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Adolescent perspectives about their participation in alcohol intervention research in emergency care: A qualitative exploration using ethical principles as an analytical framework

Rodda, Simone, Lynch, Ellen, McGovern, Ruth, Elzerbi, Catherine, Breckons, Matthew, Deluca, Paolo, Drummond, Colin, Alam, Mohammed Fasihul, Boniface, Sadie, Coulton, Simon , Gilvarry, Eilish, McArdle, Paul, Patton, Robert, Russell, Ian, Strang, John and Kaner, Eileen (2019) Adolescent perspectives about their participation in alcohol intervention research in emergency care: A qualitative exploration using ethical principles as an analytical framework PLOS ONE, 14 (6), e0217855. pp. 1-18.

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Abstract

Aims

To explore adolescents’ experiences of consenting to, and participating in, alcohol intervention trials when attending for emergency care.

Methods

In-depth semi-structured interviews with 27 adolescents (16 males; aged 14–17 years (Mage = 15.7)) who had taken part in one of two linked brief alcohol intervention trials based in 10 accident and emergency departments in England. Interviews were transcribed verbatim and subject to thematic analysis.

Results

Research and intervention methods were generally found to be acceptable though confidentiality was important and parental presence could hinder truthful disclosures regarding alcohol use. Participants discussed the importance of being involved in research that was relevant to them and recognised alcohol consumption as a normative part of adolescence, highlighting the importance of having access to appropriate health information. Beyond this, they recognised the benefits and risks of trial participation for themselves and others with the majority showing a degree of altruism in considering longer term implications for others as well as themselves.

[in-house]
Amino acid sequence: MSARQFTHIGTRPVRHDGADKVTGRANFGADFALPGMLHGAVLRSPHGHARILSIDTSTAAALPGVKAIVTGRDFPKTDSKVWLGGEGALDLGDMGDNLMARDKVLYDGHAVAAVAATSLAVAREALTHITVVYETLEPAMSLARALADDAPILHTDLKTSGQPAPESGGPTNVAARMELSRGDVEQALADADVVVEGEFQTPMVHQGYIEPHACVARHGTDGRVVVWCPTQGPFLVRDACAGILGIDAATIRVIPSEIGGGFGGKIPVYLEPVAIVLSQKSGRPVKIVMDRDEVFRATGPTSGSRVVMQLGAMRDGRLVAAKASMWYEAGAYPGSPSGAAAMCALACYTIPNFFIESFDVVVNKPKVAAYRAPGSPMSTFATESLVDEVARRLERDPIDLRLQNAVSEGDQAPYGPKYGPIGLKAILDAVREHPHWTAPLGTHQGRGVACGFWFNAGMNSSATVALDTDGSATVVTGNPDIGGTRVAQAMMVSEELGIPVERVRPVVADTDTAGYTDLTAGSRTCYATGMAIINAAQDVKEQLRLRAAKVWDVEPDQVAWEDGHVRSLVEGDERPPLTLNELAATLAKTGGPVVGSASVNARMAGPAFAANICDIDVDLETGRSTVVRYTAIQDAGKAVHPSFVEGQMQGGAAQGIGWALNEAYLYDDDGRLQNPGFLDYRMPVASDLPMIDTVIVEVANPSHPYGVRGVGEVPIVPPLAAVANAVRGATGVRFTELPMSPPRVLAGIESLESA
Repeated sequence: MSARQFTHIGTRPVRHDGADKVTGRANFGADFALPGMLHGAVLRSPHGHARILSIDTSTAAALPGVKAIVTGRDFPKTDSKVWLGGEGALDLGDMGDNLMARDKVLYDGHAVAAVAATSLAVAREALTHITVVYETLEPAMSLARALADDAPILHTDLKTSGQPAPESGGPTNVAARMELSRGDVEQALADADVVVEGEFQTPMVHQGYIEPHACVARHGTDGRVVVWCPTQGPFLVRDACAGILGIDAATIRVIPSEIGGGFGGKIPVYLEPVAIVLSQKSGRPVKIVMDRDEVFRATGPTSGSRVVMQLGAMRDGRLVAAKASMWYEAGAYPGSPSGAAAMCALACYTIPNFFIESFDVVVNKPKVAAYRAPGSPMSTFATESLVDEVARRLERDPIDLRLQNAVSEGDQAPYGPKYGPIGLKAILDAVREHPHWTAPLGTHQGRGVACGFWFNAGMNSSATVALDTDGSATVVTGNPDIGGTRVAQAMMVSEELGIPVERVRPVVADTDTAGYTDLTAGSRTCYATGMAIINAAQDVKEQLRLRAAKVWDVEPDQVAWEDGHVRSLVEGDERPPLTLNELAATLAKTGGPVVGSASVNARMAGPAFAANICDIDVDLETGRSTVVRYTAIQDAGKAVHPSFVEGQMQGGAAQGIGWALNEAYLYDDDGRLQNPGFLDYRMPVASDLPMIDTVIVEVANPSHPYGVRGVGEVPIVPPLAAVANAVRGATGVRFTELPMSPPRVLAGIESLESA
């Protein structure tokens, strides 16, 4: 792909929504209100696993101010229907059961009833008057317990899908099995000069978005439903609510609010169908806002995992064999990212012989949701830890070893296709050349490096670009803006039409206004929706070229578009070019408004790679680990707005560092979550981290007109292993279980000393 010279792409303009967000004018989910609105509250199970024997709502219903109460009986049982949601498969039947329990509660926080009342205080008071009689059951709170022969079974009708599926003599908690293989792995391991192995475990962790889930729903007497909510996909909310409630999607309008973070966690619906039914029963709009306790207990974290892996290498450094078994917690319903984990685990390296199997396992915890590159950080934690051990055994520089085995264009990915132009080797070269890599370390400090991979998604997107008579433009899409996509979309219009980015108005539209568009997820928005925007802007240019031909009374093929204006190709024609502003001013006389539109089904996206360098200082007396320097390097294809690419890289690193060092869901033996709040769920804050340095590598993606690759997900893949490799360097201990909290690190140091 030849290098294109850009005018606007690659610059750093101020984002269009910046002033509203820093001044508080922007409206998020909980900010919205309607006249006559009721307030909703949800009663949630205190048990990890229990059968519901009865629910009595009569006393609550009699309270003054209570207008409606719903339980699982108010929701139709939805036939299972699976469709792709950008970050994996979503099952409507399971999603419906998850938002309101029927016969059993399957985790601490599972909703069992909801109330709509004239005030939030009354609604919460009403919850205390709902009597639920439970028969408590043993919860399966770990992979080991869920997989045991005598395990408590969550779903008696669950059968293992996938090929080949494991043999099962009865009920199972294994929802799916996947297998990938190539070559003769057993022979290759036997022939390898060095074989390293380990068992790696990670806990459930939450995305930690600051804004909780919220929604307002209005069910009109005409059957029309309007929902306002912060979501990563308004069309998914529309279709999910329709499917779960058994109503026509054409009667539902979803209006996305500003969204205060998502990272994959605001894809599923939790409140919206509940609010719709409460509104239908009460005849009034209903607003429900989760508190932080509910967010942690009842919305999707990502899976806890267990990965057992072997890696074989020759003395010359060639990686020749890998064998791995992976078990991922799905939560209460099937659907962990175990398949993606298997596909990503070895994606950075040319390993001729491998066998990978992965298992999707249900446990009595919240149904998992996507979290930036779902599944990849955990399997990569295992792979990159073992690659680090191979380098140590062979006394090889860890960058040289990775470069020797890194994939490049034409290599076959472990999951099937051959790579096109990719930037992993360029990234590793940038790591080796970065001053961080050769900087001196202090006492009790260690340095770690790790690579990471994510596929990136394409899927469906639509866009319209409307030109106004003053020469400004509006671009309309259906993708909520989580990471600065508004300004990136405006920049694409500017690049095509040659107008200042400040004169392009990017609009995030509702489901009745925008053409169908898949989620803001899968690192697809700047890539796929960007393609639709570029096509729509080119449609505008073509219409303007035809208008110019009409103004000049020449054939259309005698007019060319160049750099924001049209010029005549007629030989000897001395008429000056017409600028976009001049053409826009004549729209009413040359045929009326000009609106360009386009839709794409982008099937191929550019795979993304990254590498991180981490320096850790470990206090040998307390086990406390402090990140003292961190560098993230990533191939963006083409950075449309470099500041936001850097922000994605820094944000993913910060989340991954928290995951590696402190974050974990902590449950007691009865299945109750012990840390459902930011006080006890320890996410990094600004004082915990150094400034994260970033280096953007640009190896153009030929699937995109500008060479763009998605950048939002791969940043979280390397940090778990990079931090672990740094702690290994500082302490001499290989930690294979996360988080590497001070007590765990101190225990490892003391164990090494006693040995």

Conclusions

Alcohol screening and intervention in emergency care is both acceptable and relevant to adolescents but acceptability is reliant on confidentiality being assured and may be inhibited by parental presence.

Item Type: Article
Divisions : Faculty of Health and Medical Sciences > School of Psychology
Authors :
NameEmailORCID
Rodda, Simone
Lynch, Ellen
McGovern, Ruth
Elzerbi, Catherine
Breckons, Matthew
Deluca, Paolo
Drummond, Colin
Alam, Mohammed Fasihul
Boniface, Sadie
Coulton, Simon
Gilvarry, Eilish
McArdle, Paul
Patton, Robertr.patton@surrey.ac.uk
Russell, Ian
Strang, John
Kaner, Eileen
Date : 12 June 2019
Funders : National Institute for Health Research (NIHR)
DOI : 10.1371/journal.pone.0217855
Grant Title : Programme Grants for Applied Research
Copyright Disclaimer : © 2019 Lynch et al. This is an open access article distributed under the terms of the Creative Commons Attribution License, which permits unrestricted use, distribution, and reproduction in any medium, provided the original author and source are credited.
Depositing User : Clive Harris
Date Deposited : 27 Jun 2019 12:58
Last Modified : 27 Jun 2019 12:58
URI: http://epubs.surrey.ac.uk/id/eprint/852167

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